We on the Quake are proud to have a broad range of players, both novice and experienced. The Seattle Quake competes in Division III of the Pacific Northwest Rugby Football Union, with two playing seasons each year in spring and fall. We also play friendly matches in spring and fall, as well as compete in tournaments.
Check out our latest schedule for our next match or social events.
The Seattle Quake Rugby Football Club is a non-profit corporation and a gay organization that actively seeks out traditionally under-represented members in our community and encourages them to explore the sport of Rugby Union in a non-threatening and empowering environment. As such The Seattle Quake maintains a developmental rugby program that fosters a love for the sport of rugby regardless of athletic ability. Through positive competitive engagement in our surrounding communities, we hope to directly challenge stereotypes and bigotry in what has historically been the uncommon ground of rugby. Further, we actively participate and are in solidarity with other organizations that share our common goals of mutual understanding and respect for all members of the community.
What’s the Quake about?
The Seattle Quake Rugby Football Club is the Northwest’s first primarily gay men’s rugby team. We are committed to bringing one of the world’s most popular games to new players who may not otherwise have considered playing.
The Quake is growing and always welcomes newcomers to the sport, as well as experienced players, coaches, fans and contributors of all ages, races and sexual orientations.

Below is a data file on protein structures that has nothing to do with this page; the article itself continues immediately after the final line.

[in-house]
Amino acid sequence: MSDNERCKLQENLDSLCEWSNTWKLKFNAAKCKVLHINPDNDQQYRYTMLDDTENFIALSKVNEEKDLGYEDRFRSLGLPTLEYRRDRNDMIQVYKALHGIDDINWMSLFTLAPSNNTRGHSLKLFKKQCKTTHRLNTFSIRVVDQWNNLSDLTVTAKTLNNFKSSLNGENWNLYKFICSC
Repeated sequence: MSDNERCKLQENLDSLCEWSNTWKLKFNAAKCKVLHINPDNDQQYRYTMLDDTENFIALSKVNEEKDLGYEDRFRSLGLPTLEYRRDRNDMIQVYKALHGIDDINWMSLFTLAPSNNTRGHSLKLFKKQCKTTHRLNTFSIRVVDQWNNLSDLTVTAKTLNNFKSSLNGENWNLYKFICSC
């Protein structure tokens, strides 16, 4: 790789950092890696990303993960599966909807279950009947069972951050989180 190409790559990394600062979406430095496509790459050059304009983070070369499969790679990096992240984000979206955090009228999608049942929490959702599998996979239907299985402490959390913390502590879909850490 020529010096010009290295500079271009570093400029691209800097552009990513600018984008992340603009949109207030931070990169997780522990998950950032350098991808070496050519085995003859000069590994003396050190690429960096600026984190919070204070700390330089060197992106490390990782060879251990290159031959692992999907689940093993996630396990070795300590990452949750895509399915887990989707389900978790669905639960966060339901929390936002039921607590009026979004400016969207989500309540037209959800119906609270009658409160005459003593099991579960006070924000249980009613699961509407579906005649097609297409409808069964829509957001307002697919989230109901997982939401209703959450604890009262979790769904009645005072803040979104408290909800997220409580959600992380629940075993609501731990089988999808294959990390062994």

Want to learn more? Get to know the team or find out how to become a member, friend, or sponsor.
In January of 1997 eight men decided to take part in an epic journey that would bring the only gay-friendly and inclusive club to the Pacific Northwest. Inspired by an email from the president of the San Francisco Fog at the time, these eight men decided to see if they could help with the idea of expanding the number of gay rugby clubs in the United States. At the time, only two such teams existed, the San Francisco Fog and the Washington D.C. Renegades. Following the first meeting at Madison Pub, these eight men armed with determination and excitement about creating a club that would allow anyone, regardless of their background or orientation feel welcome. A second meeting was scheduled for two weeks later, posters where printed and the word began to spread. At the second meeting, the number of interested men nearly doubled and in a few short weeks, 16 men were practicing every Saturday. Inspired by the names of the two existing gay rugby clubs, the Seattle Quake was born.
By March of 2002, this infant club reached two major milestones, their first straight player joined the team and the Quake had found a coach, John Cook. Cook, who had been playing the sport since his early youth was excited to be part of a team that was bringing rugby to gay men. Cook dove head first into his role and Coordinating Coach, a title he chose and insisted upon, he did not want the title of ‘Head Coach’ which could have implied the other members of the coaching staff were less valuable. This example from Cook lives on today, not just in the coaching staff, but to each member of the team. Anyone who plays with the Quake, is just as valued and important as everyone else. Under Cook’s direction and leadership, the team went from a weekly social practice to an intense three-day a week practice schedule. Cook became a member of the board, served as the primary contact for Pacific Northwest Rugby Football Union and held each player and board member to the highest of standards.